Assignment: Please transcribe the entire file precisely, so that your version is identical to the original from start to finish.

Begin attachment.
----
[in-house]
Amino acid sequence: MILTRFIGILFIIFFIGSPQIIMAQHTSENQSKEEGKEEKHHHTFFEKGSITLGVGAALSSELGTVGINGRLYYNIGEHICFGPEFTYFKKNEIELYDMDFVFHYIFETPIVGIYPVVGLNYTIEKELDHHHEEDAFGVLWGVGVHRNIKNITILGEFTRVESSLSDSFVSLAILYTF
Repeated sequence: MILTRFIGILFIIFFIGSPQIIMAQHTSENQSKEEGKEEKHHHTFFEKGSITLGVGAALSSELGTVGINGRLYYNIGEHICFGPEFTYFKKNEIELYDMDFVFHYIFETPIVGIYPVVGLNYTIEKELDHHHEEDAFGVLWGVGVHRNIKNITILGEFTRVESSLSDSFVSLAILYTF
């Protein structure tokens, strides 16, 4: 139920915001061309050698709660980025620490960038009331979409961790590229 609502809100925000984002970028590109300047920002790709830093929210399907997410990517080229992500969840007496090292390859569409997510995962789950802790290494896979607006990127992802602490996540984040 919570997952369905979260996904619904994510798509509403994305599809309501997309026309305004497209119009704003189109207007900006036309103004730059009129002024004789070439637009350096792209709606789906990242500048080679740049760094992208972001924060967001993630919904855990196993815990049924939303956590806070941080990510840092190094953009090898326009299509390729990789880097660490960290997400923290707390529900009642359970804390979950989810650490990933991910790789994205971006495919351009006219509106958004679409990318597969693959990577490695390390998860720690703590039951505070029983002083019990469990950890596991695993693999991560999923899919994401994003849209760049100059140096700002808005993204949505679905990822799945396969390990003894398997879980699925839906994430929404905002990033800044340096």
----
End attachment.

[in-house]
Amino acid sequence: MILTRFIGILFIIFFIGSPQIIMAQHTSENQSKEEGKEEKHHHTFFEKGSITLGVGAALSSELGTVGINGRLYYNIGEHICFGPEFTYFKKNEIELYDMDFVFHYIFETPIVGIYPVVGLNYTIEKELDHHHEEDAFGVLWGVGVHRNIKNITILGEFTRVESSLSDSFVSLAILYTF
Repeated sequence: MILTRFIGILFIIFFIGSPQIIMAQHTSENQSKEEGKEEKHHHTFFEKGSITLGVGAALSSELGTVGINGRLYYNIGEHICFGPEFTYFKKNEIELYDMDFVFHYIFETPIVGIYPVVGLNYTIEKELDHHHEEDAFGVLWGVGVHRNIKNITILGEFTRVESSLSDSFVSLAILYTF
């Protein structure tokens, strides 16, 4: 139920915001061309050698709660980025620490960038009331979409961790590229 609502809100925000984002970028590109300047920002790709830093929210399907997410990517080229992500969840007496090292390859569409997510995962789950802790290494896979607006990127992802602490996540984040 919570997952369905979260996904619904994510798509509403994305599809309501997309026309305004497209119009704003189109207007900006036309103004730059009129002024004789070439637009350096792209709606789906990242500048080679740049760094992208972001924060967001993630919904855990196993815990049924939303956590806070941080990510840092190094953009090898326009299509390729990789880097660490960290997400923290707390529900009642359970804390979950989810650490990933991910790789994205971006495919351009006219509106958004679409990318597969693959990577490695390390998860720690703590039951505070029983002083019990469990950890596991695993693999991560999923899919994401994003849209760049100059140096700002808005993204949505679905990822799945396969390990003894398997879980699925839906994430929404905002990033800044340096």